Jenyne Butterfly was hosting – and boy, is she cute and kinda dorky (which she admitted up front, so I don’t feel like I’m labeling her as such). She’s SO tiny! Actually, almost ALL of the major stars I saw last night are tiny – as are the other recognizable polers, like the cast members of Girl Next Door. In attendance, I spotted a bunch of GND girls – some of them were competing – and a few of the Champions: Jenyne was hosting, like I said; Felix Cane was there to judge and also had a booth (all of the judges were famous polers, like Steven Retchless, Fawnia, Jamilla); Natasha Wang was in the audience (went up to say hi at the end – she gave me a hug and said she’d been trying to get our mutual friend to come, without success – I haven’t seen her in person since we went on the Haunted Hayride with said mutual friend a couple of years ago, before I started poling again). I also saw Becca Butcher from across the room and thought she was Zoraya, just because it was dim in the venue and she has all of that hair! 🙂 I definitely got my geek-out on over the course of the night! However, the only famous poler I actually spoke to – besides Anjel Dust, who was producing the event – was Natasha, and that was really only because I have a previous connection to her and felt comfortable saying hi. I think I’ve lived in LA too long, where it’s usually taboo to approach anyone famous. 🙂
I did get to talk to some of the other folks working the event, like Joe from Alloy Images, who shot the photos for PPC. We talked about my pics and the photos in general for the event – he told me some great advice for making sure that you get good still photos (which was advice Drea also gave me, but it was awesome to hear it from a photographer). He explained that some of the performers that are incredibly dynamic to watch never actually hit their tricks – they don’t go all the way into them and don’t hold them for long, so the still photos are flat and not very clean, but the videos look great. The people who commit to the tricks and hold them (Drea recommended holding everything for at least a 3 count, so judges/audience can see it, but also for photos) are the ones that get beautiful stills. He also talked about facing (as Drea did) – he mentioned that a lot of the girls had beautiful jade splits and Russian splits, but they weren’t facing properly, so the view from the camera was all crotch and no extension of the legs.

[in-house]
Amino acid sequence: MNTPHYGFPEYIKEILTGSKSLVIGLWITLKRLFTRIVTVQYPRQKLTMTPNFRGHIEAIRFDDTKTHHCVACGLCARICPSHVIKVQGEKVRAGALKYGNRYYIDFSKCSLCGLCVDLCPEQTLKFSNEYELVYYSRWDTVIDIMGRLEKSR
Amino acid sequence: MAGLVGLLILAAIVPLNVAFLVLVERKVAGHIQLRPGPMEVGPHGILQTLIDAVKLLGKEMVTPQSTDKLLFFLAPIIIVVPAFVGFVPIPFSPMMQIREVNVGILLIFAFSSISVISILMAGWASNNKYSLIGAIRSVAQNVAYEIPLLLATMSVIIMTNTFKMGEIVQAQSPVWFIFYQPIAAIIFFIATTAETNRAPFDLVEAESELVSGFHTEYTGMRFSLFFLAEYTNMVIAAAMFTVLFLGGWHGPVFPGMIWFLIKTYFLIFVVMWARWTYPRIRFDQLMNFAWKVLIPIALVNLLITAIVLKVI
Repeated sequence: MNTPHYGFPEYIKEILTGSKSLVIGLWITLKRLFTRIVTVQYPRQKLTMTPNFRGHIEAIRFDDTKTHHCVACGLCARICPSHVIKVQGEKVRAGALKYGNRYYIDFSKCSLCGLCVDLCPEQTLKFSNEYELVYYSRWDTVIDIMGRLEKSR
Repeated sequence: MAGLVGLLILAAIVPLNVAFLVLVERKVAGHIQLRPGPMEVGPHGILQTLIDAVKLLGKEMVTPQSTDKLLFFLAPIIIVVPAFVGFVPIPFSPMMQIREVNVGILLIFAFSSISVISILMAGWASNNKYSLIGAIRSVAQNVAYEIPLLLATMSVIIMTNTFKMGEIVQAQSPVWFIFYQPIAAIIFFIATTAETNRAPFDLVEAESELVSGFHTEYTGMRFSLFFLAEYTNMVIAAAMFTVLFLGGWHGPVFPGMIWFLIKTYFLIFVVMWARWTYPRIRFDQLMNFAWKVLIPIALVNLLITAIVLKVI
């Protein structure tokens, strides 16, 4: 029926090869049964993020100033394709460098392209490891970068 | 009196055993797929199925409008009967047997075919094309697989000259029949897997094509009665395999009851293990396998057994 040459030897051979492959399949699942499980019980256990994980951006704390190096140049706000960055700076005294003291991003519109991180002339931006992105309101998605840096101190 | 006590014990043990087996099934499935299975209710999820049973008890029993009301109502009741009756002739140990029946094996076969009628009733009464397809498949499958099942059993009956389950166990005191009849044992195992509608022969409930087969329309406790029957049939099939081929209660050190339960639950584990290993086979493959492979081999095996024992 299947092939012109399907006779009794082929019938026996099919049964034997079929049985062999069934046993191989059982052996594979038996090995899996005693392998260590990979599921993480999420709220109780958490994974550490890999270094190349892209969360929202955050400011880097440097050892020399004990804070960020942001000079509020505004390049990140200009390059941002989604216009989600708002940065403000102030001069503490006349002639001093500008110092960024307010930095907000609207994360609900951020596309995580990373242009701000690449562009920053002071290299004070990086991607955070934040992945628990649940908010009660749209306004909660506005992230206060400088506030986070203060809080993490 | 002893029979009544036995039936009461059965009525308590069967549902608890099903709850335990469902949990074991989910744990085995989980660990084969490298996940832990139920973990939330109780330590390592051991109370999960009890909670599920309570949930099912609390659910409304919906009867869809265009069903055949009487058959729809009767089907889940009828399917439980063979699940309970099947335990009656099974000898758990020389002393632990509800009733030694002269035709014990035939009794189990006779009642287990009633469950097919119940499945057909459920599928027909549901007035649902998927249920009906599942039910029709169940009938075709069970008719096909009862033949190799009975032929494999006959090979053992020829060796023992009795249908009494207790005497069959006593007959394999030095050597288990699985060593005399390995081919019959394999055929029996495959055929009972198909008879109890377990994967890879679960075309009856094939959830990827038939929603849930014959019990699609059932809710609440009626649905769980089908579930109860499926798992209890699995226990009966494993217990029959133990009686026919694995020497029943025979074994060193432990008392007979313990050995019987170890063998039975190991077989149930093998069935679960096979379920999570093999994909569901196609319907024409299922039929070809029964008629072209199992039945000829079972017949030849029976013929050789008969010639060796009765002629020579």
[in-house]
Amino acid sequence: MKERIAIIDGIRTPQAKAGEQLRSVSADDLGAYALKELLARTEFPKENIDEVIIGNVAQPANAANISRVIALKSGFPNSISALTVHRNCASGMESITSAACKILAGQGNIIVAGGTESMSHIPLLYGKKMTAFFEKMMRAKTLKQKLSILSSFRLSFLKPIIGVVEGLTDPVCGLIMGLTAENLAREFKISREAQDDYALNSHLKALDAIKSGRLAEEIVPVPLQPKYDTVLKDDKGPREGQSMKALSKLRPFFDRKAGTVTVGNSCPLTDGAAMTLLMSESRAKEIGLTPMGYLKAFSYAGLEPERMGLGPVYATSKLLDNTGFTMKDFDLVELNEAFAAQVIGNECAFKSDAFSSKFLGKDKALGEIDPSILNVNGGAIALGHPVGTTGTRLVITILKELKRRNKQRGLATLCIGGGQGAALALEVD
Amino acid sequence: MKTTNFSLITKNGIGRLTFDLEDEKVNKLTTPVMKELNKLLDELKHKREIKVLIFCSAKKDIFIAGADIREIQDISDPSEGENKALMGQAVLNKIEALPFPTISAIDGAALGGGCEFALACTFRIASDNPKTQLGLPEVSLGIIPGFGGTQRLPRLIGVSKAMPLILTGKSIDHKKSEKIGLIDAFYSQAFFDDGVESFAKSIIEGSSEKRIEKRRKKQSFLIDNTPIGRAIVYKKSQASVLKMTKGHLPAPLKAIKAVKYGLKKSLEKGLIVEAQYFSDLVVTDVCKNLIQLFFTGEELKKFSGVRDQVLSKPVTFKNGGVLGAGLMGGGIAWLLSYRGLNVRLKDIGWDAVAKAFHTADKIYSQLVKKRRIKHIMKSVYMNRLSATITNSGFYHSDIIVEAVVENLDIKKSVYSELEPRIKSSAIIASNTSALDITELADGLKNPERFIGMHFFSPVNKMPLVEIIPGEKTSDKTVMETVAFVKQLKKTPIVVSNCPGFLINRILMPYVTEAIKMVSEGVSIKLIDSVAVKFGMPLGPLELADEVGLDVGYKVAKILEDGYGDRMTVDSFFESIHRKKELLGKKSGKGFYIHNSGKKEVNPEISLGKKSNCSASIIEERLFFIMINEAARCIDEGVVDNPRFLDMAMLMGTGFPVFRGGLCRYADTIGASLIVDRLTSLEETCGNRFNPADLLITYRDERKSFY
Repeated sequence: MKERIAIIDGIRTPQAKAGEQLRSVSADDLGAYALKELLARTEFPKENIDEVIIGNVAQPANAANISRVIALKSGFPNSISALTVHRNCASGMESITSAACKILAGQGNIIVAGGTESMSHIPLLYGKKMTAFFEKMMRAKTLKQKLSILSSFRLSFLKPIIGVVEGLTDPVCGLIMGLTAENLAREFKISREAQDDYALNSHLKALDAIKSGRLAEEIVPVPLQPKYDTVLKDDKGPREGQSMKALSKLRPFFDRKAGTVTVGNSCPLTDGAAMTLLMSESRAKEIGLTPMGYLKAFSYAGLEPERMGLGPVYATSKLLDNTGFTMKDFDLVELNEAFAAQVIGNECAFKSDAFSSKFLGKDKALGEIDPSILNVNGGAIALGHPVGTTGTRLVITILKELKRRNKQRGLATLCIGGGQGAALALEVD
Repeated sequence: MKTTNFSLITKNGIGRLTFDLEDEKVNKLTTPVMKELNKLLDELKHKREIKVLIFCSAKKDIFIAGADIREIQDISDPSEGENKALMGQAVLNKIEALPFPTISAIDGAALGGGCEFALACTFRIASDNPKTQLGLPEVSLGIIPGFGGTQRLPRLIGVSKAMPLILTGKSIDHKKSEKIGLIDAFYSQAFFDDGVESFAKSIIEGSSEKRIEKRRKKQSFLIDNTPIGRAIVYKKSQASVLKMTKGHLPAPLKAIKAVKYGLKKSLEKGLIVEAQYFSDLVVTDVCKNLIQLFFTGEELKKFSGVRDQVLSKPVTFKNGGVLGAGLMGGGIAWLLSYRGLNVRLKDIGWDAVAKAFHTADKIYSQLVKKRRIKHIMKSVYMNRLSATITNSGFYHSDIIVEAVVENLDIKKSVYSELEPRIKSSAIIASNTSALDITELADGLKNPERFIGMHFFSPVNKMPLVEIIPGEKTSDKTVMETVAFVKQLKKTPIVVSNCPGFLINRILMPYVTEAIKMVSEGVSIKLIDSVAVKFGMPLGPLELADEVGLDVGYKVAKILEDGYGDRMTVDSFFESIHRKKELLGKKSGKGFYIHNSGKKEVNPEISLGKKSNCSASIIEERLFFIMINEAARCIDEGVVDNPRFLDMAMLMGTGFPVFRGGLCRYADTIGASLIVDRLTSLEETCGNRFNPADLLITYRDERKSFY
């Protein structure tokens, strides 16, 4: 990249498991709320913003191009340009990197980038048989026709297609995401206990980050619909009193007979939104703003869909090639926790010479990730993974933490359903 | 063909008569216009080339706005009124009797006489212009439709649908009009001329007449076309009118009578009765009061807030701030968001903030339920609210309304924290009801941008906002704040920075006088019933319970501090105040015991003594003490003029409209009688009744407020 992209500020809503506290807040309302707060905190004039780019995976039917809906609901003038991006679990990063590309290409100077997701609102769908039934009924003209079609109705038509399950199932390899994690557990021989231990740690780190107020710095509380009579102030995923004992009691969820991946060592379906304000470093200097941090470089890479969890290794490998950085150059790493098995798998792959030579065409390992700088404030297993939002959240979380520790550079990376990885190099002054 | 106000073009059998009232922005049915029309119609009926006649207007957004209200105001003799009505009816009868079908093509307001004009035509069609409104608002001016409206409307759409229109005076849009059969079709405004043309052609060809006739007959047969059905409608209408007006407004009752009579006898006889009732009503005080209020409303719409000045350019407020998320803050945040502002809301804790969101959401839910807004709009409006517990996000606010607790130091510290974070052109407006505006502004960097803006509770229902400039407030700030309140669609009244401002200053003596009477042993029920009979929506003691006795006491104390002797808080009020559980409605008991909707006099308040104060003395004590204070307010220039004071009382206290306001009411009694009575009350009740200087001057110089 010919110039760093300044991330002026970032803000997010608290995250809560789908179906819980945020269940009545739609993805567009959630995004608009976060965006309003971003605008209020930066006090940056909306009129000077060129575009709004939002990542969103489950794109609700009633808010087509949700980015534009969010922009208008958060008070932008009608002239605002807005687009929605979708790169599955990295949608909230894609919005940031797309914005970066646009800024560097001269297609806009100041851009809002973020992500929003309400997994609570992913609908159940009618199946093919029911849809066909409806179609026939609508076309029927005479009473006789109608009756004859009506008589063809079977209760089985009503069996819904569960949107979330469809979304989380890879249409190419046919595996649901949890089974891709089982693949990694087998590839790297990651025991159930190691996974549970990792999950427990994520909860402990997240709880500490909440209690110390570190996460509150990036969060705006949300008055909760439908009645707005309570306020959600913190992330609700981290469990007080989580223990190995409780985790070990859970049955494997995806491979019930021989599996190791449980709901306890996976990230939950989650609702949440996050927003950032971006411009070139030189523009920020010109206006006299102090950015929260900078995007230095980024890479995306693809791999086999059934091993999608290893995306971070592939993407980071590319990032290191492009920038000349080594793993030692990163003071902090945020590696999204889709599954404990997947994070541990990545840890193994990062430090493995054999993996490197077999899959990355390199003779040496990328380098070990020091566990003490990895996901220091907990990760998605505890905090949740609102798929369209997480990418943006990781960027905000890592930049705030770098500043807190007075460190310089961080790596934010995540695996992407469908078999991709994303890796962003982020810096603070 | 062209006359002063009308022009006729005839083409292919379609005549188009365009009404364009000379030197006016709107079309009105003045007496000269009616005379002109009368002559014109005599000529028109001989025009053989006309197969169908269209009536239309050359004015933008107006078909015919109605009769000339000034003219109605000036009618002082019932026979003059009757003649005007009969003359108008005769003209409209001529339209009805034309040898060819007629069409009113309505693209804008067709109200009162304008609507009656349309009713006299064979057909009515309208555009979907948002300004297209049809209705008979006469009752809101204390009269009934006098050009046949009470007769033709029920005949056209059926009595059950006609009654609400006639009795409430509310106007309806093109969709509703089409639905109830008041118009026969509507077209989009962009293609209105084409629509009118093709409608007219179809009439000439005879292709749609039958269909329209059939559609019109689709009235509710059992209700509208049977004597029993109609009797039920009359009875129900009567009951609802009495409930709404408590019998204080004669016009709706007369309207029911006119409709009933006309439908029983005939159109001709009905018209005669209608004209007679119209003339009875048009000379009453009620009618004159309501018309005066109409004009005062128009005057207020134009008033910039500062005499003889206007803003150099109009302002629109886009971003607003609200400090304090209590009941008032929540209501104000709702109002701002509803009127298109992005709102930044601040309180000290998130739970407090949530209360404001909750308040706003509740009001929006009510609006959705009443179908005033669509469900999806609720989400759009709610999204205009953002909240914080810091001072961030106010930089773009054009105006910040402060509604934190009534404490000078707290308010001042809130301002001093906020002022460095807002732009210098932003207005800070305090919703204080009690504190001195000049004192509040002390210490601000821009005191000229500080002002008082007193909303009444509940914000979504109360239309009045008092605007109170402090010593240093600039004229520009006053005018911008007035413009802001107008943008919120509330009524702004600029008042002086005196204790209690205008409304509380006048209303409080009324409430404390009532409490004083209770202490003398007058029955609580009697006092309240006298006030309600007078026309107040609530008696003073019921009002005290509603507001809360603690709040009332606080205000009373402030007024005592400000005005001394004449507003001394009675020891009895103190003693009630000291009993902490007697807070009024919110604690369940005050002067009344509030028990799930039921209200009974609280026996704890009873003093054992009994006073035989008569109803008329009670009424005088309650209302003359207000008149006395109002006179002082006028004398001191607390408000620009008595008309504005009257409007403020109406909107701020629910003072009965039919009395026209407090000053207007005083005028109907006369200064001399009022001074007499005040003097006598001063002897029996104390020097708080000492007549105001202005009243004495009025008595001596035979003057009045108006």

The gal running the cameras was Suzy Q Williams, who has created the documentary Pole Life – we talked a bit about how she came to create the production and how she found pole, what it had done for her – she was super sweet and very helpful in giving me a crash course in how to operate the camera. I didn’t do much with it, other than turn it on and off, and replace the battery when it was dead, or swap out the memory cards when they were full – since I was the master shot, I just had a SUPER wide shot of the stage and had to make sure the shot stayed the same. (I desperately hope it didn’t look too bad – I was afraid to try to adjust it, so I left it alone after she set it up and made sure it was focused correctly.) Anyway, Pole Life debuts at the Vegas PoleCon in September, so if you’re there, check it out! There is a kickstarter set up for the film, so if you’ve got a few extra bucks, please consider donating to help fund the project – they’ve reached their “official” kickstarter goal, but every bit helps – I know that for sure! I think it’ll be an amazing piece!
I also got a chance to meet Lori of Confessions of a Twirly Girl! We’re friends on Facebook and follow one another on Twitter, and she had been in attendance at PPC – and gotten a few great photos of my performance! – but I hadn’t had the chance to meet her until last night! I hope to see her again at the Convention, which I’ll be at tomorrow – more volunteering!
I love all of this – I love seeing more of the pole world and how amazing it can be! I’m sure I’ll update more after the Convention, and I’m starting work on my piece about what it took to compete for PPC. 🙂